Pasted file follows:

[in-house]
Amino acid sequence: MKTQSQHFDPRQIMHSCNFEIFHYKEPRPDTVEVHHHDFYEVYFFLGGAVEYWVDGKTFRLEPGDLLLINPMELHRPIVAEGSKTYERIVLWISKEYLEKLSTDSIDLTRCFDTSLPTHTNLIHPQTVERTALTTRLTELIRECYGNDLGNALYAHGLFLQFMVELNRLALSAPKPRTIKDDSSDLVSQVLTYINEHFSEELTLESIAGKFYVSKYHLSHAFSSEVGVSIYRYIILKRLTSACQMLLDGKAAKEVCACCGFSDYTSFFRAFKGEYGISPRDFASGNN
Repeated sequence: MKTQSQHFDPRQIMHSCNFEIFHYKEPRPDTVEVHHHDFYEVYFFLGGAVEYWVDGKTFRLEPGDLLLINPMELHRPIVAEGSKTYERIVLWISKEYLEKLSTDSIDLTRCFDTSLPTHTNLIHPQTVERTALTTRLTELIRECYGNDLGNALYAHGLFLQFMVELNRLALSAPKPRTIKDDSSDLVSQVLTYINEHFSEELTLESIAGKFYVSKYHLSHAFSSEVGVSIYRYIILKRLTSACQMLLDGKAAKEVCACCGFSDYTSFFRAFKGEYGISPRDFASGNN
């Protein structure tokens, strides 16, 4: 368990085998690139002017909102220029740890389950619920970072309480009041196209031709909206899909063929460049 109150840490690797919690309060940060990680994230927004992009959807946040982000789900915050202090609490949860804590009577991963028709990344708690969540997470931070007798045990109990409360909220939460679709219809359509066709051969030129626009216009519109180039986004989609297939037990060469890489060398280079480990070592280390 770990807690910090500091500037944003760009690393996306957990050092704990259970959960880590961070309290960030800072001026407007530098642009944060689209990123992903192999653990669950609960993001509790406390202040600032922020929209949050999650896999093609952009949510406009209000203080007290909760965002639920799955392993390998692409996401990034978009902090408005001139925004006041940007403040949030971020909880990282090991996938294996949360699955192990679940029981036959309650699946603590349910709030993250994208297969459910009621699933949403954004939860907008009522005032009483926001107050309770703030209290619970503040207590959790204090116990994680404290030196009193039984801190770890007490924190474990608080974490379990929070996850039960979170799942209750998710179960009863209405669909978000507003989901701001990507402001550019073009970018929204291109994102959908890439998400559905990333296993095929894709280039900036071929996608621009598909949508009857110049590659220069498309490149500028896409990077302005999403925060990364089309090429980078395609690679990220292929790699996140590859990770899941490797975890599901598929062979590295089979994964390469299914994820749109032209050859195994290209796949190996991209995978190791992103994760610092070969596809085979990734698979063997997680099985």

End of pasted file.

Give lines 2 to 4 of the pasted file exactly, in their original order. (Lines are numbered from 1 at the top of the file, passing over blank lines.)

Amino acid sequence: MKTQSQHFDPRQIMHSCNFEIFHYKEPRPDTVEVHHHDFYEVYFFLGGAVEYWVDGKTFRLEPGDLLLINPMELHRPIVAEGSKTYERIVLWISKEYLEKLSTDSIDLTRCFDTSLPTHTNLIHPQTVERTALTTRLTELIRECYGNDLGNALYAHGLFLQFMVELNRLALSAPKPRTIKDDSSDLVSQVLTYINEHFSEELTLESIAGKFYVSKYHLSHAFSSEVGVSIYRYIILKRLTSACQMLLDGKAAKEVCACCGFSDYTSFFRAFKGEYGISPRDFASGNN
Repeated sequence: MKTQSQHFDPRQIMHSCNFEIFHYKEPRPDTVEVHHHDFYEVYFFLGGAVEYWVDGKTFRLEPGDLLLINPMELHRPIVAEGSKTYERIVLWISKEYLEKLSTDSIDLTRCFDTSLPTHTNLIHPQTVERTALTTRLTELIRECYGNDLGNALYAHGLFLQFMVELNRLALSAPKPRTIKDDSSDLVSQVLTYINEHFSEELTLESIAGKFYVSKYHLSHAFSSEVGVSIYRYIILKRLTSACQMLLDGKAAKEVCACCGFSDYTSFFRAFKGEYGISPRDFASGNN
């Protein structure tokens, strides 16, 4: 368990085998690139002017909102220029740890389950619920970072309480009041196209031709909206899909063929460049 109150840490690797919690309060940060990680994230927004992009959807946040982000789900915050202090609490949860804590009577991963028709990344708690969540997470931070007798045990109990409360909220939460679709219809359509066709051969030129626009216009519109180039986004989609297939037990060469890489060398280079480990070592280390 770990807690910090500091500037944003760009690393996306957990050092704990259970959960880590961070309290960030800072001026407007530098642009944060689209990123992903192999653990669950609960993001509790406390202040600032922020929209949050999650896999093609952009949510406009209000203080007290909760965002639920799955392993390998692409996401990034978009902090408005001139925004006041940007403040949030971020909880990282090991996938294996949360699955192990679940029981036959309650699946603590349910709030993250994208297969459910009621699933949403954004939860907008009522005032009483926001107050309770703030209290619970503040207590959790204090116990994680404290030196009193039984801190770890007490924190474990608080974490379990929070996850039960979170799942209750998710179960009863209405669909978000507003989901701001990507402001550019073009970018929204291109994102959908890439998400559905990333296993095929894709280039900036071929996608621009598909949508009857110049590659220069498309490149500028896409990077302005999403925060990364089309090429980078395609690679990220292929790699996140590859990770899941490797975890599901598929062979590295089979994964390469299914994820749109032209050859195994290209796949190996991209995978190791992103994760610092070969596809085979990734698979063997997680099985």